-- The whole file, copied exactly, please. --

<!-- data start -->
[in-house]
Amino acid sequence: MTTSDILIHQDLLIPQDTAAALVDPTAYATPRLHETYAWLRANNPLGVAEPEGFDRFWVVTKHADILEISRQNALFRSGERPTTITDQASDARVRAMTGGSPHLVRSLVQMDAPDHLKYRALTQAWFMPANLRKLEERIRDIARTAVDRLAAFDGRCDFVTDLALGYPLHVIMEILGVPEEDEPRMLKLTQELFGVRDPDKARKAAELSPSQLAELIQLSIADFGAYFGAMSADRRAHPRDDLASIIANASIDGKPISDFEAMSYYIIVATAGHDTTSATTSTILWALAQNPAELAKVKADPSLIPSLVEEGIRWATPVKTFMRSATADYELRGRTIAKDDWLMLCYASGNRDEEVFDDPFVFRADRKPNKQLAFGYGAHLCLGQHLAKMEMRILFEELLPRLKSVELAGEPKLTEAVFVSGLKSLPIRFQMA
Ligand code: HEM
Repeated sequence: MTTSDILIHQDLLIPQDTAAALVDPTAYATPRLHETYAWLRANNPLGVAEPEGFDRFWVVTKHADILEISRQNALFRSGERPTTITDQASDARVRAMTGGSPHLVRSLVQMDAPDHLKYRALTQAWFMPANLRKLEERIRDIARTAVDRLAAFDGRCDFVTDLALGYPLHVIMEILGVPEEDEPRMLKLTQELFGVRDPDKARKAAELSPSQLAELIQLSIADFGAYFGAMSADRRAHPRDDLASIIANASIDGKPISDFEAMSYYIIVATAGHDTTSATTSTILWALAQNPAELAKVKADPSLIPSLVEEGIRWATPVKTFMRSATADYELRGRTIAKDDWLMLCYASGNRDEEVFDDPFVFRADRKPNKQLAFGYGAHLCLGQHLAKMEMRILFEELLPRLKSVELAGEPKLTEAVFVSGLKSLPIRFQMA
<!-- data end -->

[in-house]
Amino acid sequence: MTTSDILIHQDLLIPQDTAAALVDPTAYATPRLHETYAWLRANNPLGVAEPEGFDRFWVVTKHADILEISRQNALFRSGERPTTITDQASDARVRAMTGGSPHLVRSLVQMDAPDHLKYRALTQAWFMPANLRKLEERIRDIARTAVDRLAAFDGRCDFVTDLALGYPLHVIMEILGVPEEDEPRMLKLTQELFGVRDPDKARKAAELSPSQLAELIQLSIADFGAYFGAMSADRRAHPRDDLASIIANASIDGKPISDFEAMSYYIIVATAGHDTTSATTSTILWALAQNPAELAKVKADPSLIPSLVEEGIRWATPVKTFMRSATADYELRGRTIAKDDWLMLCYASGNRDEEVFDDPFVFRADRKPNKQLAFGYGAHLCLGQHLAKMEMRILFEELLPRLKSVELAGEPKLTEAVFVSGLKSLPIRFQMA
Ligand code: HEM
Repeated sequence: MTTSDILIHQDLLIPQDTAAALVDPTAYATPRLHETYAWLRANNPLGVAEPEGFDRFWVVTKHADILEISRQNALFRSGERPTTITDQASDARVRAMTGGSPHLVRSLVQMDAPDHLKYRALTQAWFMPANLRKLEERIRDIARTAVDRLAAFDGRCDFVTDLALGYPLHVIMEILGVPEEDEPRMLKLTQELFGVRDPDKARKAAELSPSQLAELIQLSIADFGAYFGAMSADRRAHPRDDLASIIANASIDGKPISDFEAMSYYIIVATAGHDTTSATTSTILWALAQNPAELAKVKADPSLIPSLVEEGIRWATPVKTFMRSATADYELRGRTIAKDDWLMLCYASGNRDEEVFDDPFVFRADRKPNKQLAFGYGAHLCLGQHLAKMEMRILFEELLPRLKSVELAGEPKLTEAVFVSGLKSLPIRFQMA